Bereaved families pay record inheritance tax due to threshold freeze 

Rachael Griffin, tax and financial planning expert at Quilter, comments on the latest HMRC figures and how frozen inheritance tax is affecting bereaved families. The comment can be viewed below:

“The Chancellor’s IHT threshold freeze was extended last autumn until at least April 2028 and is set to rake in record amounts by stealth. IHT receipts from April to July 2023 reached £2.6bn, £0.2bn higher than the same period last year. The total inheritance tax take for tax year 2021-22 was £6.1bn, meaning this year’s take is well on course to break new records and could get close to £8bn.

“In many cases higher property prices is helping lift the number of households falling in the scope of IHT. While growth has slowed in the housing market, it hasn’t yet seen the drop in prices some were expecting. The average UK home has more than tripled in value over the past two decades from £84,620 in 2000 to £288,000 today, fast approaching the frozen inheritance tax nil rate band of £325,000.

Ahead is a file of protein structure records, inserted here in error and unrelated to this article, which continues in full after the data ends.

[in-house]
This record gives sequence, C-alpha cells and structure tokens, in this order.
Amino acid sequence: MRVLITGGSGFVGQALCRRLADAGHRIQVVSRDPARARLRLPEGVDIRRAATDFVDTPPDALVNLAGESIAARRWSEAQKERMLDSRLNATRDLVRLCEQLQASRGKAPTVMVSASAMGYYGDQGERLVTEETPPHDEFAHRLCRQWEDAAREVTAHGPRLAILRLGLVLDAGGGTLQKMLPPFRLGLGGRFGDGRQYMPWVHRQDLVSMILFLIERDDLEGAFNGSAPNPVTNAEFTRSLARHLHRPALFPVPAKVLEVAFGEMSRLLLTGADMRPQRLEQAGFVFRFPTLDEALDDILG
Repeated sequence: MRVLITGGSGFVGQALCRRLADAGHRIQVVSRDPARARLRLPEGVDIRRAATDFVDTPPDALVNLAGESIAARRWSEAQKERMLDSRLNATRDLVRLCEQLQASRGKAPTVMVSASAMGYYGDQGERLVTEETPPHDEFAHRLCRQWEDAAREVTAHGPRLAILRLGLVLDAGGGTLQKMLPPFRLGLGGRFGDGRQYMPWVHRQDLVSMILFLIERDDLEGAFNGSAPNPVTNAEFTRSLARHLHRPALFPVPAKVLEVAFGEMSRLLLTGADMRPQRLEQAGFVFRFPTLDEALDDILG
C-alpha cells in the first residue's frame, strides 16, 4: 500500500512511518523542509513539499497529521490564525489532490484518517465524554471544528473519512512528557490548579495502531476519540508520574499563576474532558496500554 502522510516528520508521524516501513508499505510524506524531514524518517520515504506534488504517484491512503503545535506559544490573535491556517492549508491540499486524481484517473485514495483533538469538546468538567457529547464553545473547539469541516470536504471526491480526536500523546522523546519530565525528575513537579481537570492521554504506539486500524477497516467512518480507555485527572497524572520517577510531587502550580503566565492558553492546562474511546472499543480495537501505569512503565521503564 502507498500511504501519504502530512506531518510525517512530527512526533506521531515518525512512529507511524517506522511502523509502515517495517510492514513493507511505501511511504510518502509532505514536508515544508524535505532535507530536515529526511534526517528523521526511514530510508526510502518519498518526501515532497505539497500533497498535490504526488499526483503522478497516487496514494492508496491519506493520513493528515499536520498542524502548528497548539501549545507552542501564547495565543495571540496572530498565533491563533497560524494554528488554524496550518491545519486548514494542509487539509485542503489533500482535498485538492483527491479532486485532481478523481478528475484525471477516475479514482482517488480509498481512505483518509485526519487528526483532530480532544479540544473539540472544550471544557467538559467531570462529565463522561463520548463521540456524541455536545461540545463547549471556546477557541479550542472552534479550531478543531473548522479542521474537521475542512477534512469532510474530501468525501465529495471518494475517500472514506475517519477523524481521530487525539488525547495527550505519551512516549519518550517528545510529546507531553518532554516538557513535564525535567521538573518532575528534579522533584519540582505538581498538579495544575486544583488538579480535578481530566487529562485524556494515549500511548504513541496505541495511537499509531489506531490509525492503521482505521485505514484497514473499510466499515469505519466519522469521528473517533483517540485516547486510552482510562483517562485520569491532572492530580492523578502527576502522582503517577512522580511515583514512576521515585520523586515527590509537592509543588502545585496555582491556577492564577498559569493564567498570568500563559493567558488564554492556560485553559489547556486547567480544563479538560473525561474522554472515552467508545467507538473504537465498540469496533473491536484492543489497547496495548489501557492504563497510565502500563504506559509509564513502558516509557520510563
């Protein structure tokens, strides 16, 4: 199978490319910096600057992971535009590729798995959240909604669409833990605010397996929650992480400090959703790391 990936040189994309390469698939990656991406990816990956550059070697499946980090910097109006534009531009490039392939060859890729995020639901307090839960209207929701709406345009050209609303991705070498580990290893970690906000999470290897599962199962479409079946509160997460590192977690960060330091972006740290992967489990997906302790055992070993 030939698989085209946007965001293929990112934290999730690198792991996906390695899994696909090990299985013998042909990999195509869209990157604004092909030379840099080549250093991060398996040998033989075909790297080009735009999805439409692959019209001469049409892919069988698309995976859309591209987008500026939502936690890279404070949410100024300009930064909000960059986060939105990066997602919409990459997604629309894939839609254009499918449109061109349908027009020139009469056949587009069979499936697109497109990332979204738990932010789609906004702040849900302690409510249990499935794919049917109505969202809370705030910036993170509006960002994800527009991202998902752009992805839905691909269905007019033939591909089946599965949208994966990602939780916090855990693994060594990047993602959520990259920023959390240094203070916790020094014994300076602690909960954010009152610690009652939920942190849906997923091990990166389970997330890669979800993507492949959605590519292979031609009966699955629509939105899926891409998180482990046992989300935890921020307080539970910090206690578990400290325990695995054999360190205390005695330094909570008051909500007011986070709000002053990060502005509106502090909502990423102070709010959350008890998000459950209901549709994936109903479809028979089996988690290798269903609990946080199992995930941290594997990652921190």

“Without proper planning, many people could now find themselves in a position where they end up paying inheritance tax unnecessarily, as they may never have previously considered the need for inheritance tax planning and therefore have not taken the steps required to mitigate it. There are many actions you can take including utilising annual gifting allowances, giving away assets to a spouse and navigating the fiendishly complex residence nil rate band, which can allow married couple to pass £1m free of inheritance tax to loved ones. 

“The freezing of inheritance tax forms part of a broader strategy of fiscal drag by this government, which has frozen income tax thresholds, capital gains tax allowances, dividend allowances and the amount you can take tax-free from your pension to boost revenues.  

“The latest figures show receipts from PAYE income tax and national insurance payments for April to July 2023 were £138.7bn, which is up £8.3bn compared to the same period a year earlier. Given the threshold for the additional rate of income tax has reduced from £150,000 to £125,140, we can expect further rises in coming months.”


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